Exhibitionists by Superhumanoids

Exhibitionists by Superhumanoids


Following a few hard years of mustering sizable indie support, Los Angeles-based Superhumanoids are finally out with their first LP, debuting a set of decidedly retrospective electronic tracks which recall The Human League with their conversational (and often dichotomized) mix of mellow tunes. Though not terribly original or complex, Exhibitionists has its inspired moments, and there is a beauty in contrasts to several tracks.


#1. Black Widow 2:59
#2. Geri 2:23
#3. Canteen 3:36
#4. So Strange 3:13
#5. Too Young For Love 3:50
#6. A Gjost 3:06
#7. Free State 2:37
#8. Bad Weather 4:12
#9. See It All 3:29
#10. Do You Feel That? 4:43


Cameron Parkins: Vocals, Guitars
Sarah Chernoff: Vocals, Keyboards, Synths
Max St. John: Samplers, Bass, Loops




6th August, 2013


Black Widow


The inconsistencies are apparent from the get-go, and the opener Black Widow is classic filler material, way too slow and monotonic to qualify as a single. The refreshingly brusque Geri however, is in another league entirely: a quick dose of latent bitterness in former relationships hardly ever backfires, and the contrasting duality of perspectives is rendered with good aplomb by the dreampop trio.


Oh yeah, these guys revel in the contrasts. Appropriately, male vocalist Cameron Parker’s personality is night and day when it comes to singing vs. talking. On interviews, he comes across as a generally affable, if slightly talkative hipster sans wit or charm. But the album portrays him as reserved and withdrawn – celibate even, judging by the sarcastic Canteen. Smart choice, using his lower registers with offhand confidence rather than his often hesitant, nasal speaking voice.


Sarah Chernoff is not a naturally talented singer either, but does well to keep things simple, choosing to focus on form and function instead of shooting for false emotion. But most conveniently, her drawn out delivery (Too Young For Love) meshes quite well with Parker’s clipped tones: perfect for an album replete with cynical observations and jaded sentiments.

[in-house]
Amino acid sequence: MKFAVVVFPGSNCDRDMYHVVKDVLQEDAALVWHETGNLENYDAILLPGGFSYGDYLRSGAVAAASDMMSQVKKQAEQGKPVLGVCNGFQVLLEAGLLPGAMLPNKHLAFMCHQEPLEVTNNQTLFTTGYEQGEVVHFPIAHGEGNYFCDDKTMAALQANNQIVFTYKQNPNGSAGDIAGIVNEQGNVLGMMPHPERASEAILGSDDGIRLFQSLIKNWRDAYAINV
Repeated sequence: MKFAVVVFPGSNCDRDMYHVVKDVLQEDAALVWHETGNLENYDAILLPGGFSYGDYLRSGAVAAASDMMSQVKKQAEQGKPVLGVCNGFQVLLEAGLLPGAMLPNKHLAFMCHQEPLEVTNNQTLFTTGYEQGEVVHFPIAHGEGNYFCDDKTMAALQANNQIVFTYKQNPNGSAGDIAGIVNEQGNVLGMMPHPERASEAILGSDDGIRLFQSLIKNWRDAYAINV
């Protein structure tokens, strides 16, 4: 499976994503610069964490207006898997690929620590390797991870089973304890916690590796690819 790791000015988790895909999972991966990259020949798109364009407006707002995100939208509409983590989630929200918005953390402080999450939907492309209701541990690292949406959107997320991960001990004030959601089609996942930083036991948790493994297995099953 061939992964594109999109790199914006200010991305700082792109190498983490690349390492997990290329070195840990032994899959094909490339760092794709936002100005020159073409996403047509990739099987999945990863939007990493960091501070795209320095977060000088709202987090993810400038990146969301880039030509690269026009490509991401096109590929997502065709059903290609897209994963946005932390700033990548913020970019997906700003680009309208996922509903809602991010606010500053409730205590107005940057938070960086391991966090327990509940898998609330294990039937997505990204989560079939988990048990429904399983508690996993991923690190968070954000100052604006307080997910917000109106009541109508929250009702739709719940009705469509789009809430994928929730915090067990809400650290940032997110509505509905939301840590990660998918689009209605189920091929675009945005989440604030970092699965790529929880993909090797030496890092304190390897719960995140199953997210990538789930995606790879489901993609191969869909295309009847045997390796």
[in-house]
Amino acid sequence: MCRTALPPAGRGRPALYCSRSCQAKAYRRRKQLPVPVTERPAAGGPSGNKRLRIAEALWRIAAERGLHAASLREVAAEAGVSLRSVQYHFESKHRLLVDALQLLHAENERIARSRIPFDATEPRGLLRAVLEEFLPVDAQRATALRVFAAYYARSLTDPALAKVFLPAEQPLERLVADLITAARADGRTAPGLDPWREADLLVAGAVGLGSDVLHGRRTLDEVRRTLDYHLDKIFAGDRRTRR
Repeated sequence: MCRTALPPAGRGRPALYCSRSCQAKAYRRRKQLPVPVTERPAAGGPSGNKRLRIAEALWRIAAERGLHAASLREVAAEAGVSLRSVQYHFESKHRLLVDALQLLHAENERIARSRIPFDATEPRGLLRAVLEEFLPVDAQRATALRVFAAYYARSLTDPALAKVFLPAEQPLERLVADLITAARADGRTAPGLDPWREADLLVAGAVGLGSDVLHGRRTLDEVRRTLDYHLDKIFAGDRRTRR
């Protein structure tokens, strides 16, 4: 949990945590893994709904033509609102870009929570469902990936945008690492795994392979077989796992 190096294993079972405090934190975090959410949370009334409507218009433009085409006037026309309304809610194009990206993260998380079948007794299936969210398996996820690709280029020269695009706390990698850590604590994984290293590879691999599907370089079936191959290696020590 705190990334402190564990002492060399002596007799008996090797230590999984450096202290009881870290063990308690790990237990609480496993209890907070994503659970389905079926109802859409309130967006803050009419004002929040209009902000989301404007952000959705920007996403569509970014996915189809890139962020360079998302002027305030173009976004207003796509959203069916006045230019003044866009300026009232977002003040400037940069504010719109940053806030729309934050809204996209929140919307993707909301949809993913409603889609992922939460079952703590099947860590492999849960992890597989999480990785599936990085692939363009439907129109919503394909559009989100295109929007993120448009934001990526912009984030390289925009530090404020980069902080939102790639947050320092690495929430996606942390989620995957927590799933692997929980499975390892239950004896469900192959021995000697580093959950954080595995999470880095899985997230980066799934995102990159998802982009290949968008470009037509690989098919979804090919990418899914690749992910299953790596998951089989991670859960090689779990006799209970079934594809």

But those highlights aren’t enough to offset the low-on-ideas, derivative nature of the vacant middle section. Indeed, A Gjost is loaded with so many influences from Cassius to Beck to The Cure that you’ll find the exercise of picking out the various callbacks more enjoyable than actually listening to it. Others, like Free State try to make the most out of minimalist electro arrangements, but lack a definitive hook or distinct identity.


That being said, some tangents stick better than others. Try the cute little R ‘n B twist on Bad Weather, where the laid back production and sparse lyrics legitimately lend it some of that old-school vibe. It’s also a convenient – if rather late – takeoff point for the record to finally find its place. Steeped in the 80s pop tradition, See It All successfully combines the yearning of U2’s With Or Without You with the creepy resentment in The Police hit Every Breath You Take.


Exhibitionists is too staid and plain to turn many new heads or take the electropop world by storm, but also just a few commercial endorsements away from landing a potential crossover hit. In the meantime, Superhumanoids would do well to start thinking more creatively and not shy away from experimentation.





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